The access control 20 includes a modem 22 attached to the access control 20 via a line 24, and also to a network (40 in FIG. 2) via a phone line 30, such that the access control 20 is selectively in communication with a network and/or the Internet (40 in FIG. 2). The access control 20 is also shown here as embodied with a peripheral printer 26, attached via line 28, whereby the printer 26 can generate reports, such as shown in FIG. 5, at the location of the storage container 10. The output of the access control 20 can also be a LAN connection, as known in the art, or a wireless network connection, such as shown in FIG. 3.

FIG. 2 illustrates a location tracking system a plurality of storage containers 10, each holding tracked object, and the storage containers 10 are networked through the Internet 40 to a LAN 42 including a server 44 and other devices for handling transmitted object-tracking data. The system thus includes at least one storage container 10 having a selectively accessible interior 14 thereof and which selectively provides access to one or more uniquely identifiable objects stored therewithin, such as keys 18, and an access control 20 is proximate to the storage container 10. The access control 20 at least gathers the tracking data generated from the removal and return of each object that is stored in the storage container 10, and the access control 20 further including an output for selective transmission of the object-tracking data over the network 40, such as through the modem 22. Other computer devices, such as PC computer 50, are in communication with the Internet, and can access at least the server 44, or other data store for the stored object-tracking data.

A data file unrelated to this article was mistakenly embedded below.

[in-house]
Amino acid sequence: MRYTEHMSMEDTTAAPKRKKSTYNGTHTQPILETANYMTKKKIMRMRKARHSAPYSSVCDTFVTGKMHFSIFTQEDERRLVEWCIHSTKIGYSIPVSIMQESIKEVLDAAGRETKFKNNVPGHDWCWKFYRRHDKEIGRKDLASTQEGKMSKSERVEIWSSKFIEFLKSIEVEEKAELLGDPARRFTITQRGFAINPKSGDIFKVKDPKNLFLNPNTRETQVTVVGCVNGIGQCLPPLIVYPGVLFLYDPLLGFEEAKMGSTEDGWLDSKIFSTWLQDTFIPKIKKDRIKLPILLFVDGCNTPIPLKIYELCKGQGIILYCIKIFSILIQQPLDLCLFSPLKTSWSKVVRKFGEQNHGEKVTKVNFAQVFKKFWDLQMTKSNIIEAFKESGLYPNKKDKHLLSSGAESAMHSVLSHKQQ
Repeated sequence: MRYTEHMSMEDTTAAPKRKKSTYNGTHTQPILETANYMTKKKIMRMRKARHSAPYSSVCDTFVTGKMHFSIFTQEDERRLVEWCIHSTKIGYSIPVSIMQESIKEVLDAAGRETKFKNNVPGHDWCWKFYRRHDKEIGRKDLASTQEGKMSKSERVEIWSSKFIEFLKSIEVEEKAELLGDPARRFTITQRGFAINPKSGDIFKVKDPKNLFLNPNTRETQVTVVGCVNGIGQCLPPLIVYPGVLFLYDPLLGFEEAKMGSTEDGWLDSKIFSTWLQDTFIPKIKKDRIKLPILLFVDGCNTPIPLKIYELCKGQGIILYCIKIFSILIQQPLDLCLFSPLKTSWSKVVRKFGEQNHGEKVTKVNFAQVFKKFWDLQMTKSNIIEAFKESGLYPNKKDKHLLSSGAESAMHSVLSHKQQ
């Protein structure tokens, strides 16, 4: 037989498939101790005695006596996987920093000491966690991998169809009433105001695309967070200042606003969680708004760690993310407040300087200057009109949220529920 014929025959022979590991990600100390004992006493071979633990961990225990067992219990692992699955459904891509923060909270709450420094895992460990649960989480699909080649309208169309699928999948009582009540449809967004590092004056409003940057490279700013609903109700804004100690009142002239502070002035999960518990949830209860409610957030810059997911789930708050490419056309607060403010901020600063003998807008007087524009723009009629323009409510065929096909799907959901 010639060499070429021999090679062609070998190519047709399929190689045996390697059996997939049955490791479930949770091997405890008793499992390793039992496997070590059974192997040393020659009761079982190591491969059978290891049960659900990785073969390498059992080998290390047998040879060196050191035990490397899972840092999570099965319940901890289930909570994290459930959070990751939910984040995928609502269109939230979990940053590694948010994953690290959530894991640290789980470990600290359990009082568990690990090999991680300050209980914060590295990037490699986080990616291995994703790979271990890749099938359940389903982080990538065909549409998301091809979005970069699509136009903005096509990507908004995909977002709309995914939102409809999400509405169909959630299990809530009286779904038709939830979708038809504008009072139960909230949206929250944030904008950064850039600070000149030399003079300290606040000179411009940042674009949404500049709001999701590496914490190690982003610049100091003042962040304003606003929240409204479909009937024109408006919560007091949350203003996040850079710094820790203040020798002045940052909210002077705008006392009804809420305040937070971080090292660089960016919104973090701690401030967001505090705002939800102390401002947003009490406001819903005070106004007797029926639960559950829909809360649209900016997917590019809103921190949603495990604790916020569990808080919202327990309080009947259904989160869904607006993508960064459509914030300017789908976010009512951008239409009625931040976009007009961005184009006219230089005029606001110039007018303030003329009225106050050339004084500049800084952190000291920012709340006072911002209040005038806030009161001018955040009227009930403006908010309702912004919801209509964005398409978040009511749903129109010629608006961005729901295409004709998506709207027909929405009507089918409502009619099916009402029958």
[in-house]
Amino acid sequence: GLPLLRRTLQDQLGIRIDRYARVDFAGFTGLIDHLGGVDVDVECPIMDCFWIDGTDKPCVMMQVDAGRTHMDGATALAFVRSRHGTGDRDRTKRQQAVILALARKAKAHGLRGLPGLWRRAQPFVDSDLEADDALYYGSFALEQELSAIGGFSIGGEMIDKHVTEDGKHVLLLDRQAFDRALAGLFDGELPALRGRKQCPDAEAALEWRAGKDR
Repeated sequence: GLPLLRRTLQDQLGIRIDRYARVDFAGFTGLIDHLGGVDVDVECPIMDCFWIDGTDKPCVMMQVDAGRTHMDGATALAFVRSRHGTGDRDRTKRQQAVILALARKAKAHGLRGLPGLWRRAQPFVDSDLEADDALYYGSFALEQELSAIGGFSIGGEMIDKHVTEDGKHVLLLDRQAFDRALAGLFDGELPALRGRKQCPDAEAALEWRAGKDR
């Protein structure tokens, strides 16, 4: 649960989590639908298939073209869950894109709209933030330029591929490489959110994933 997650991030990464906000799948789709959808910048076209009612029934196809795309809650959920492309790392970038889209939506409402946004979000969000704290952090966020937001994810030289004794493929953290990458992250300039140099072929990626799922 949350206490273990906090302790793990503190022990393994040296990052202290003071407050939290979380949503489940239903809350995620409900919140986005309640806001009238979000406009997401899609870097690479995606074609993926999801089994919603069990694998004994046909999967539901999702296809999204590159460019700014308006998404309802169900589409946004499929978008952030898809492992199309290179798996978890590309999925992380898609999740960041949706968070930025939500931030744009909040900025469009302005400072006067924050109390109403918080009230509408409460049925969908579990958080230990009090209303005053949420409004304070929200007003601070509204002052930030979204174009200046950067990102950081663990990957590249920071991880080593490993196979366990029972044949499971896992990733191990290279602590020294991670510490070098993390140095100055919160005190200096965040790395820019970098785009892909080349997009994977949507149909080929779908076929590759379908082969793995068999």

A data store, such as server 44, is located remotely to the access control 20 and accessible thereto through the network 40, and the data store is also accessible to other computer devices through the network 40, or through the server-side LAN 42. The server-side can include other computers, such as PC 46, and can include peripheral devices, such as printer 48, for the physical generation of reports at the server-side, if desired.